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3.3.6. Snapshot Volumes

The LVM snapshot feature provides the ability to create virtual images of a device at a particular instant without causing a service interruption. When a change is made to the original device (the origin) after a snapshot is taken, the snapshot feature makes a copy of the changed data area as it was prior to the change so that it can reconstruct the state of the device.


As of the Red Hat Enterprise Linux 6.4 release, LVM supports thinly-provisioned snapshots. For information on thinly provisioned snapshot volumes, see Section 3.3.7, “Thinly-Provisioned Snapshot Volumes”.


LVM snapshots are not supported across the nodes in a cluster. You cannot create a snapshot volume in a clustered volume group.
Because a snapshot copies only the data areas that change after the snapshot is created, the snapshot feature requires a minimal amount of storage. For example, with a rarely updated origin, 3-5 % of the origin's capacity is sufficient to maintain the snapshot.


Snapshot copies of a file system are virtual copies, not actual media backup for a file system. Snapshots do not provide a substitute for a backup procedure.
The size of the snapshot governs the amount of space set aside for storing the changes to the origin volume. For example, if you made a snapshot and then completely overwrote the origin the snapshot would have to be at least as big as the origin volume to hold the changes. You need to dimension a snapshot according to the expected level of change. So for example a short-lived snapshot of a read-mostly volume, such as /usr, would need less space than a long-lived snapshot of a volume that sees a greater number of writes, such as /home.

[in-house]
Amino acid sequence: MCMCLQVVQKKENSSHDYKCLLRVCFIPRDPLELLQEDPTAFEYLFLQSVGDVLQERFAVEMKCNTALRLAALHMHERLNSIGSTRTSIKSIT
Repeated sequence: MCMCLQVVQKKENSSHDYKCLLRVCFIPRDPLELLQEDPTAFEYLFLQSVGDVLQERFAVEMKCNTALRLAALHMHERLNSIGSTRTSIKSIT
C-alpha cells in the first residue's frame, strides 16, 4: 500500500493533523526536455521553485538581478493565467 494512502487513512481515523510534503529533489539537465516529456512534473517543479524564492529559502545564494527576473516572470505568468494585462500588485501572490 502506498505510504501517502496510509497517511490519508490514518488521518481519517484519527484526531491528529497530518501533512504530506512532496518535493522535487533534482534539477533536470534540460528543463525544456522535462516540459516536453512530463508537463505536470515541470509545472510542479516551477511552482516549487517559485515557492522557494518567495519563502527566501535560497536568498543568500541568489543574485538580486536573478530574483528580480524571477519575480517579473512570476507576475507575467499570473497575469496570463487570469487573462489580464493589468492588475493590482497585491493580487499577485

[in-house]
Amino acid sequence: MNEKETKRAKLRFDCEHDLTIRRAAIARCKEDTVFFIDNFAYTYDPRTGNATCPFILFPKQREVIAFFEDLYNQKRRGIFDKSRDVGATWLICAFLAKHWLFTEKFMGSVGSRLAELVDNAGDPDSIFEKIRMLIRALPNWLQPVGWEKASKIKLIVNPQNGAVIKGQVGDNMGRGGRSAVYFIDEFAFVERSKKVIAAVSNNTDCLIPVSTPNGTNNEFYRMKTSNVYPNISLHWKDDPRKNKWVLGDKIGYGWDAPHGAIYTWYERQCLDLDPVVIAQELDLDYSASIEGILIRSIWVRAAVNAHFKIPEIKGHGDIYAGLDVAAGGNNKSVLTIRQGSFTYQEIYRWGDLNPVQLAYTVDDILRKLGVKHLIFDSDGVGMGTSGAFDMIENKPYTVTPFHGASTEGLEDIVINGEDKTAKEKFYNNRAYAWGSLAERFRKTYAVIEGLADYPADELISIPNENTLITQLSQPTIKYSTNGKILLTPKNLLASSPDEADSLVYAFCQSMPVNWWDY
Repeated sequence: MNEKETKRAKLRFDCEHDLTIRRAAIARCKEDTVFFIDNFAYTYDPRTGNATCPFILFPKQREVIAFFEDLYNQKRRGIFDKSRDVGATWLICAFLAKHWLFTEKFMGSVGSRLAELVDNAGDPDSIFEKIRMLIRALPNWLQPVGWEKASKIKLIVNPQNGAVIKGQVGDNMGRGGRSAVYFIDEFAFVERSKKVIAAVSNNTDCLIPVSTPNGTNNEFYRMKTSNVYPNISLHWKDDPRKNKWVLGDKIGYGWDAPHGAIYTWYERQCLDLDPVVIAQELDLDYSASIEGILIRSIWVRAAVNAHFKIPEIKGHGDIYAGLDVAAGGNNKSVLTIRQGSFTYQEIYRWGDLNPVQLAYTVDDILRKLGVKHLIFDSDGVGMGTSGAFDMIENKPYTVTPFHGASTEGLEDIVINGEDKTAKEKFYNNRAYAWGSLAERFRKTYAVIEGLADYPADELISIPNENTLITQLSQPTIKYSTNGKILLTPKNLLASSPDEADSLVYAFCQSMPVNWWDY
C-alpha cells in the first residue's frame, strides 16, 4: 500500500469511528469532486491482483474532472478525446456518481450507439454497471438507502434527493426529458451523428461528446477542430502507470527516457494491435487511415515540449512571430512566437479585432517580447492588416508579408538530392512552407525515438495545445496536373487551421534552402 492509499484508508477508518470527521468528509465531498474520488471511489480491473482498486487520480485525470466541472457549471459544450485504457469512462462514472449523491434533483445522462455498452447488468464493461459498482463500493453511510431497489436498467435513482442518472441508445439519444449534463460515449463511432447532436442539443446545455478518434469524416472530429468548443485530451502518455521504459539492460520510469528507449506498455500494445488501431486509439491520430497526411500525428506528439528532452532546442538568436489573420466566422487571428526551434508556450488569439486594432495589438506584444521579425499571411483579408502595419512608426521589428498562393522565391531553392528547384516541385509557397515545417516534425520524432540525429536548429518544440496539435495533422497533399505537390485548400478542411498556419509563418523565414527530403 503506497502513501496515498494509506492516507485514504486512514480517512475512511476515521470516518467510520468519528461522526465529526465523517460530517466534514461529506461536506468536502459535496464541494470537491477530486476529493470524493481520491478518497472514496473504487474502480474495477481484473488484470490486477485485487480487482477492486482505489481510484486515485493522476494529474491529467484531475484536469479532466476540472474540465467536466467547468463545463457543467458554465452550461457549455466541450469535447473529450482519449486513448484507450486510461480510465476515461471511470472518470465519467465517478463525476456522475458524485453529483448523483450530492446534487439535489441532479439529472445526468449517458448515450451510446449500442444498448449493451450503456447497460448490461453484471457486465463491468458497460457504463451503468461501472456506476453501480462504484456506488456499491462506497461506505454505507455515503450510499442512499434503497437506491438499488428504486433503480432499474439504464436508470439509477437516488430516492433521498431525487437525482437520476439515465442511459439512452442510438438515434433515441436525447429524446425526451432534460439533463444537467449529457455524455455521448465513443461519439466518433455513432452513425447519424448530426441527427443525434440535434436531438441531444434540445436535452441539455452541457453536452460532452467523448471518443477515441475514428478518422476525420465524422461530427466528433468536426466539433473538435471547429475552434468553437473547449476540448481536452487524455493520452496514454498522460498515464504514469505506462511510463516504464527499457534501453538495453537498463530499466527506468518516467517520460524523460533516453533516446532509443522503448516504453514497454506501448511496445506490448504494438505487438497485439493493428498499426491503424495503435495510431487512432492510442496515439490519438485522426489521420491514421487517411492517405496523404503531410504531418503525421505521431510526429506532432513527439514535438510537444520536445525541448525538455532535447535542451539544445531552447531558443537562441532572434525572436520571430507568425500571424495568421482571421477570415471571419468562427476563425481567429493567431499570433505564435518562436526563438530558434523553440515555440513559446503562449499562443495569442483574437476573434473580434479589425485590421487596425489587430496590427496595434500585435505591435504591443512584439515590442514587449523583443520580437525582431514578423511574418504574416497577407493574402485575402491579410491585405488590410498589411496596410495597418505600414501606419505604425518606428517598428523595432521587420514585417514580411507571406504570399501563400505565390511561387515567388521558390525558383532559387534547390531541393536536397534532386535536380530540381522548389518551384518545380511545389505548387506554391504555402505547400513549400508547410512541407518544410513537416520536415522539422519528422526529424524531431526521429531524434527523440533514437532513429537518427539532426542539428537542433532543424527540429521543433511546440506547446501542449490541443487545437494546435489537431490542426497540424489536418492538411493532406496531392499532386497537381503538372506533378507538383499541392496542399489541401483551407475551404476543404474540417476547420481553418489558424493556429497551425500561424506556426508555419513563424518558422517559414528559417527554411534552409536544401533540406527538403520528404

If a snapshot runs full, the snapshot becomes invalid, since it can no longer track changes on the origin volume. You should regularly monitor the size of the snapshot. Snapshots are fully resizeable, however, so if you have the storage capacity you can increase the size of the snapshot volume to prevent it from getting dropped. Conversely, if you find that the snapshot volume is larger than you need, you can reduce the size of the volume to free up space that is needed by other logical volumes.
When you create a snapshot file system, full read and write access to the origin stays possible. If a chunk on a snapshot is changed, that chunk is marked and never gets copied from the original volume.
There are several uses for the snapshot feature:
  • Most typically, a snapshot is taken when you need to perform a backup on a logical volume without halting the live system that is continuously updating the data.
  • You can execute the fsck command on a snapshot file system to check the file system integrity and determine whether the original file system requires file system repair.
  • Because the snapshot is read/write, you can test applications against production data by taking a snapshot and running tests against the snapshot, leaving the real data untouched.
  • You can create LVM volumes for use with Red Hat virtualization. LVM snapshots can be used to create snapshots of virtual guest images. These snapshots can provide a convenient way to modify existing guests or create new guests with minimal additional storage. For information on creating LVM-based storage pools with Red Hat Virtualization, see the Virtualization Administration Guide.
For information on creating snapshot volumes, see Section 5.4.5, “Creating Snapshot Volumes”.
As of the Red Hat Enterprise Linux 6 release, you can use the --merge option of the lvconvert command to merge a snapshot into its origin volume. One use for this feature is to perform system rollback if you have lost data or files or otherwise need to restore your system to a previous state. After you merge the snapshot volume, the resulting logical volume will have the origin volume's name, minor number, and UUID and the merged snapshot is removed. For information on using this option, see Section 5.4.8, “Merging Snapshot Volumes”.